Archbishop Marcelo Sanchez Sorondo, chancellor of the Pontifical Academy of Sciences and Social Sciences, says his marching orders come from the very top of the Catholic Church.
“The Holy Father said: Marcelo, I want you to study this topic carefully so that we know what to do.”
As part of its response to that mandate from Pope Francis, the church has launched a special mission to investigate how to confront and overcome modern slavery on the high seas. Last week, I had the honor and privilege of participating in the inaugural meeting of the Advisory Group on Slavery in the Maritime Industry, held in Rome. The panel has been organized by the U.S. Conference of Catholic Bishops, with the support of the U.S. State Department Office to Monitor and Combat Trafficking in Persons (J/TIP).
The theme of the discussions was captured by Father Leonir Chiarello, who started his talk by paraphrasing the Spanish philosopher José Ortega y Gasset:
“I am I and my circumstances. If I cannot save my circumstances I cannot save myself.”
Father Chiarello stressed the need to change the circumstances of the world’s 1.2 million seafarers, conditions that lead to systematic exploitation, including slavery at sea.
The Associated Press, the New York Times and other news organizations have documented the magnitude of slavery and other abuses on fishing and cargo vessels.
Seafarers are largely drawn from impoverished communities in developing nations, are usually young and lack formal education, according to information presented to our meeting. This makes them ripe for exploitation, which may include short staffing of vessels, physical abuse and violence, illegal retention of pay, restraints on physical movement and refusal to permit disembarkation.
I was shown one example of a contract that, among many other onerous conditions, stated that the company would retain most of the sailor’s pay until the end of the two year contract and that the pay would be forfeited if the sailor left before the end of contract period for any reason, including illness. The contract also included a clause that “continuous seasickness will not be tolerated.” Debt bondage as a result of an array of fees charged by a labor recruiter and/or vessel owner is common.
Jurisdictional issues compound the situation. While the government under whose flag the vessel is registered is nominally responsible for ensuring the ship operates legally, many, if not most ships are registered under flags of convenience. This means there is virtually no chance that the country of record will enforce any laws. Under international law, source countries, port-of-call countries and countries receiving slave-made goods can act against offending vessels; however, this very rarely happens in practice.
The Catholic Church has a longstanding and extensive infrastructure dedicated to ministering to the needs of seafarers. Under the Apostleship of the Sea, the church supports a global network of chaplains and seafarer centers that provide pastoral and material aid to mariners.
Catholic clergy have widespread access to vessels and seafarers via chaplains and the Stella Maris centers, which gives them unique insights into the pathways and means of exploitation. Different elements of the church are working on different aspects of the problem, including identifying and attending to trafficking victims, prevention in the source communities, collaboration with authorities to hold perpetrators accountable, advocacy with governments and multilateral institutions, research on human trafficking and building partnerships with entities outside the church. This includes looking at the intersection with other arenas of church action, especially migration and refugees.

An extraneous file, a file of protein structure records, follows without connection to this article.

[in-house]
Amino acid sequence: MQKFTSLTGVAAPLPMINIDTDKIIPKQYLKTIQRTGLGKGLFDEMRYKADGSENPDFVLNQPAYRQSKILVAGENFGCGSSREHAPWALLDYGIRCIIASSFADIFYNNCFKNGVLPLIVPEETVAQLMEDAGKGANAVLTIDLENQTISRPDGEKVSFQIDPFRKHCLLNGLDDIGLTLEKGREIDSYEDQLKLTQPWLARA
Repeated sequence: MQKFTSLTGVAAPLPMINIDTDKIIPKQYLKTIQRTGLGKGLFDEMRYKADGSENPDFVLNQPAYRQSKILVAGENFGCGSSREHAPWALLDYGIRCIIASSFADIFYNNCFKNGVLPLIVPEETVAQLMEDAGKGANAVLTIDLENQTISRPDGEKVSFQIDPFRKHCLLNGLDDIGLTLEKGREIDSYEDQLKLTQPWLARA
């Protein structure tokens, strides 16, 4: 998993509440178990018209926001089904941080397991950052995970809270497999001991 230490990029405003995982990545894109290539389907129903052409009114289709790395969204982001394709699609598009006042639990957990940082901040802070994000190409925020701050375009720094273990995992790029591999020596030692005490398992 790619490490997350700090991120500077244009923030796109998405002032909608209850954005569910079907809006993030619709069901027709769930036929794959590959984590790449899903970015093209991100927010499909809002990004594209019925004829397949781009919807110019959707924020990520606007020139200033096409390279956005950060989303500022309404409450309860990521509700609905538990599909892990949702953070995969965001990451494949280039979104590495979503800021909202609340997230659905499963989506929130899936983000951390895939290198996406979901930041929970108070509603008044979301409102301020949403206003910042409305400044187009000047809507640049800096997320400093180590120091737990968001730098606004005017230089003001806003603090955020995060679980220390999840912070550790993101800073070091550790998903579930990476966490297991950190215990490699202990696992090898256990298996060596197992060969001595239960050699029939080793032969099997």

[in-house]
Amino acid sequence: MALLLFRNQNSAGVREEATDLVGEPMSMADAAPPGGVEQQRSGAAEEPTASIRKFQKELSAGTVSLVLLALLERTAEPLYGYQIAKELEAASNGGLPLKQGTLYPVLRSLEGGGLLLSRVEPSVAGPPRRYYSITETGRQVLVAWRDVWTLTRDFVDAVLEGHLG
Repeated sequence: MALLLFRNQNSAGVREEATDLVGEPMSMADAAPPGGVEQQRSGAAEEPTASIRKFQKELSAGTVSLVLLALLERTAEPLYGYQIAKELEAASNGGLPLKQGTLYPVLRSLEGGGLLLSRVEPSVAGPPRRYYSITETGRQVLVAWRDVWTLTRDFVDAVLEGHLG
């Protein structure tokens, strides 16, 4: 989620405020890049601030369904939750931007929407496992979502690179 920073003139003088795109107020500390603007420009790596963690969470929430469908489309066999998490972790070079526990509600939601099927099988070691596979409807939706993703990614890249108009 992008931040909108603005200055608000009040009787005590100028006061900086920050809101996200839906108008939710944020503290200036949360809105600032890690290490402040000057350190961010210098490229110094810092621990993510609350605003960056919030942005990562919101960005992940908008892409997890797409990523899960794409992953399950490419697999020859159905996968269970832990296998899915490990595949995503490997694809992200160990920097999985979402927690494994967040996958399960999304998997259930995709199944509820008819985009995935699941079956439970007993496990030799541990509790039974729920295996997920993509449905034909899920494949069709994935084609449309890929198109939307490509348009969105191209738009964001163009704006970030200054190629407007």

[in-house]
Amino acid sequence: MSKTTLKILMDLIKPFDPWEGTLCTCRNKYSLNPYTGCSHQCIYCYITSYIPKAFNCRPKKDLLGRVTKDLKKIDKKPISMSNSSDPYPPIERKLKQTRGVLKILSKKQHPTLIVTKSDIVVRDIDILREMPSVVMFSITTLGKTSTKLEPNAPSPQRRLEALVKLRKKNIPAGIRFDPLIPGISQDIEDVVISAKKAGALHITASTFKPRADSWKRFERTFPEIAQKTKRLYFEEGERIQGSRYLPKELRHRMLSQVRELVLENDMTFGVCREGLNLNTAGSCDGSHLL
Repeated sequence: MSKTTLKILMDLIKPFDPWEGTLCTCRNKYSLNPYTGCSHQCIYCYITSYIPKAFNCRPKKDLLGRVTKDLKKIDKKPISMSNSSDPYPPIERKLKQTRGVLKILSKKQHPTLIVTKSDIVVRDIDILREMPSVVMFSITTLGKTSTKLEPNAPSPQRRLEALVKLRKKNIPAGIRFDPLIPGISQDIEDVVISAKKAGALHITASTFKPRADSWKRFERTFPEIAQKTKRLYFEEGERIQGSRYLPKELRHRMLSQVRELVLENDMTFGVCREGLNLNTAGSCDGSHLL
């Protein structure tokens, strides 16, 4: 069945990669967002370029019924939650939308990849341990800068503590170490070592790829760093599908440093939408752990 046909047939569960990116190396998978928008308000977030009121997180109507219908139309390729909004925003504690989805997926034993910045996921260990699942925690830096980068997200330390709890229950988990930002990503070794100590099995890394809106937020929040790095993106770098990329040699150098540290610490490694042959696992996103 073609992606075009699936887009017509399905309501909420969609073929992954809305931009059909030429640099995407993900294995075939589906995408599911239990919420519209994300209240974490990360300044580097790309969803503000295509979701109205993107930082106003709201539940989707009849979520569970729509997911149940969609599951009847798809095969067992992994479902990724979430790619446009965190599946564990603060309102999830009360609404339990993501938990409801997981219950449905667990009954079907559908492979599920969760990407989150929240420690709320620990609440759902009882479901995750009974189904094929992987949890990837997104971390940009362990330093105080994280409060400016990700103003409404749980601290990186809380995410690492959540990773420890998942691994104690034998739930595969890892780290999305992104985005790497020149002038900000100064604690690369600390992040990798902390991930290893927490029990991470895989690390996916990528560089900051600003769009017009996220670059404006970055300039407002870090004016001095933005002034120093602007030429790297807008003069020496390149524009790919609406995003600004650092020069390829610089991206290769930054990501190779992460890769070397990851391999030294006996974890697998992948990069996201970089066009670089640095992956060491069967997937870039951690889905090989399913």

Our advisory group defined four arenas for future action:
identification and liberation of victims
prevention and empowerment of those at risk
services for survivors.
A representative from the U.N. International Labor Organization spoke to the pertinent international conventions that authorize action, and the opportunities and obstacles to their implementation, as well as describing an array of good practices that can be deployed to address slavery at sea. A J/TIP office representative described its pertinent goals and activities. The U.S. Department of Homeland Security addressed the implications of a recent change in legislation that empowers DHS to seize slave-made goods. The representative of the National Fisheries Institute, which represents the US seafood industry described both the complexity and diversity of seafood supply chains and industry efforts to eradicate slavery in the fishing sector.
Other members of the advisory group consist of Catholic religious orders that minister to seafarers and Catholic organizations and institutions that minister to groups highly vulnerable to trafficking, notably migrants and refugees. The 32 members of the group come from many countries, including Thailand, Philippines, Sri Lanka, Malaysia, India, Brazil, Costa Rica, the United Kingdom and the United States.
It was inspiring to be with an incredibly dedicated and capable group that is mobilizing against the heinous exploitation of those who sail on the vessels that bring the rest of us food and goods. Free the Slaves cherishes its relationship with faith communities that are at the forefront of the fight against modern slavery. In that spirit, we look forward to continuing our collaboration with the advisory group.
“It is impossible to remain indifferent to people who are treated as merchandise.” — Pope Francis
Read our white paper, “Human Rights & The Ocean: Slavery and the Shrimp on Your Plate” here.